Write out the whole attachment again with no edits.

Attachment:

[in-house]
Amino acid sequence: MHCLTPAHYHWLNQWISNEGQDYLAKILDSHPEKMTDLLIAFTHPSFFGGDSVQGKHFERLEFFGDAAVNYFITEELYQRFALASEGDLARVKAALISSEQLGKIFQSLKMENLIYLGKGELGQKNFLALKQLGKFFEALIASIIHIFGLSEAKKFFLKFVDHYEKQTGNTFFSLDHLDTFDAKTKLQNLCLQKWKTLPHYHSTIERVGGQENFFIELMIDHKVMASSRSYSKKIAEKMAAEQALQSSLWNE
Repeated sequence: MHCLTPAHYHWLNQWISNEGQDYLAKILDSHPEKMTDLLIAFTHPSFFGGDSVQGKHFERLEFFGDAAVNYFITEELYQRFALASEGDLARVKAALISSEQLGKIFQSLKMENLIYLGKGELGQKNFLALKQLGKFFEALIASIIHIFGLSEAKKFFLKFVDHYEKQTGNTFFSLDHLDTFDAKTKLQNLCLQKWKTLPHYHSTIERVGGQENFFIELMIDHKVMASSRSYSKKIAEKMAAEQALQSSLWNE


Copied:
[in-house]
Amino acid sequence: MHCLTPAHYHWLNQWISNEGQDYLAKILDSHPEKMTDLLIAFTHPSFFGGDSVQGKHFERLEFFGDAAVNYFITEELYQRFALASEGDLARVKAALISSEQLGKIFQSLKMENLIYLGKGELGQKNFLALKQLGKFFEALIASIIHIFGLSEAKKFFLKFVDHYEKQTGNTFFSLDHLDTFDAKTKLQNLCLQKWKTLPHYHSTIERVGGQENFFIELMIDHKVMASSRSYSKKIAEKMAAEQALQSSLWNE
Repeated sequence: MHCLTPAHYHWLNQWISNEGQDYLAKILDSHPEKMTDLLIAFTHPSFFGGDSVQGKHFERLEFFGDAAVNYFITEELYQRFALASEGDLARVKAALISSEQLGKIFQSLKMENLIYLGKGELGQKNFLALKQLGKFFEALIASIIHIFGLSEAKKFFLKFVDHYEKQTGNTFFSLDHLDTFDAKTKLQNLCLQKWKTLPHYHSTIERVGGQENFFIELMIDHKVMASSRSYSKKIAEKMAAEQALQSSLWNE